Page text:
Yesterday, the California Coastal Commission unanimously denied PG&E’s proposal to conduct seismic testing off of the Diablo Canyon Nuclear Power Plant. The Commission denied the project because the harm to the marine environment and ocean recreation was significant while only providing marginal benefits to estimating earthquake hazards.
Over 400 people turned out in opposition to the project of all ages and walks of life from environmental activists, fisherman, local business owners to surfers. There presence had a major impact on the decision. The public turnout was backed by great work by a coalition of leading coastal and ocean environmental groups that provided sound arguments for denial of the project. Special thanks to the Surfrider San Luis Obispo Chapter for their early leadership on this issue.
Read more here and here.
Today the LA Times weighed in on the debate over seismic testing near Diablo Canyon Nuclear Power Plant.
They conclude, “When the Coastal Commission meets Wednesday, it should deny the testing application until PG&E provides a better-researched and more refined plan.”
Read the editorial here.
The stretch of coast between Montana de Oro State Park through Morro Bay and up to Cayucos is rich with both biological and recreational resources. This is the stretch that will be impacted by the proposed Diablo Canyon seismic testing. Pretty much everything you can see in the photo above will be off limits during the 17 days of testing because the underwater sounds generated by the seismic airguns pose a hazard to human heath if you are in the water.
This map produced by the Coastal Commission (above) shows the area that will be exposed to 160 db sound from underwater blasts (red dotted line). The blasts will go off every 11-20 seconds 24/7 during the survey period. The Environmental Impact Report (EIR) for this project concluded that any sound over 154 db is considered harmful for recreational divers and swimmers in the project area. The EIR notes that studies have shown that high levels of underwater noise can cause dizziness, hearing damage, or other sensitive organ damage to divers and swimmers, as well as indirect injury due to startle responses. More concerning is that the 160 db limit is just a best estimate. There is reason to believe that the sound could amplify (like ocean waves do) as it enters shallow water and increase in power.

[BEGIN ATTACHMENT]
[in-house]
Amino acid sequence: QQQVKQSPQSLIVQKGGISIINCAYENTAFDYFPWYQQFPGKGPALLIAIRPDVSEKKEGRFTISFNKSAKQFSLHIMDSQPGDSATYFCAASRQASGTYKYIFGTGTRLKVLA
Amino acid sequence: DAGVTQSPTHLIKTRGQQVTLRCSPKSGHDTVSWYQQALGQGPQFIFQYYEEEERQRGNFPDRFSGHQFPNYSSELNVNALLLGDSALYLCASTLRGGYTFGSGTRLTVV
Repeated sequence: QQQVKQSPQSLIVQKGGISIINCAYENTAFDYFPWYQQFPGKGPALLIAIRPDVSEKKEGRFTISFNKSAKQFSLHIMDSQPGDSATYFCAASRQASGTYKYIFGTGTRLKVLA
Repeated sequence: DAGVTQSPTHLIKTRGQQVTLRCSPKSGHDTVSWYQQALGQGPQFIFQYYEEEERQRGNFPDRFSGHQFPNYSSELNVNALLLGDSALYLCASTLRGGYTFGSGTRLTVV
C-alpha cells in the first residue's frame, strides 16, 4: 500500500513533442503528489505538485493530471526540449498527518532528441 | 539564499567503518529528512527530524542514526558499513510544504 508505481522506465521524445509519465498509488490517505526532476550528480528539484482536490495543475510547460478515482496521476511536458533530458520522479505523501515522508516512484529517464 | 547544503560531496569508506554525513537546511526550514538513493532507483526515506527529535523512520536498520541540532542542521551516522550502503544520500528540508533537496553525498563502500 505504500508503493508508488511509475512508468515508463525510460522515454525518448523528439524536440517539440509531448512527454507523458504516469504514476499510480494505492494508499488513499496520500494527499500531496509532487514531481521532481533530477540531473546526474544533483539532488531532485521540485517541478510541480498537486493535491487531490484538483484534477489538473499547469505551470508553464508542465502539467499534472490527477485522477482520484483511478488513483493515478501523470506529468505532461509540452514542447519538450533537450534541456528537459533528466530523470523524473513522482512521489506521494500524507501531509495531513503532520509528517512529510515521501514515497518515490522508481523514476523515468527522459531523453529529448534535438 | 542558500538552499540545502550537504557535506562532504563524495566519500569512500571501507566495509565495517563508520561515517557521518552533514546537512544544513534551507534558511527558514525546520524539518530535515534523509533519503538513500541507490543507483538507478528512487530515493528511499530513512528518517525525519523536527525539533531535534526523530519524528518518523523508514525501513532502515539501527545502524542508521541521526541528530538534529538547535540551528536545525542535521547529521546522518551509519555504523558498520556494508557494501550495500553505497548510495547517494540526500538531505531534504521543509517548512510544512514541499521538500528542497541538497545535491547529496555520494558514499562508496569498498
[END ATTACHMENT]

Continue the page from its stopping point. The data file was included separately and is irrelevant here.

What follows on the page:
While 160 db doesn’t seem a lot higher than 154 db, it is because decibels are logarithmic. So a 6 db difference equates to 4 times more powerful noise. Further, the Navy standard for exposure to underwater noise is 145 db. Exposure to 160 db is 30 times higher than the Navy standard. The Coastal Commission concludes, “Individuals engaged in water-oriented recreational activities in these areas during active survey operations may therefore be at an increased risk of injury”
The Coastal Commission also concludes that PG&E has proposed inadequate plans to warn ocean users (surfers, swimmers, divers & snorkelers) about these hazards, provide updated sound propagation maps in the sound is more powerful, or any plans to mitigate for the lost recreational use. This is yet another important reason why this project should be stopped.
What can you do?
1. Attend the Coastal Commission meeting on November 14th in Santa Monica. Info here.
2. Send an email to the Coastal Commission opposing this project here.
Pacific Gas & Electric Co. was scrambling Monday to salvage plans to conduct seismic surveys using sonic blasts off the coast near the Diablo Canyon nuclear power plant after a state regulatory agency staff report concluded it would disturb more than 7,000 marine mammals.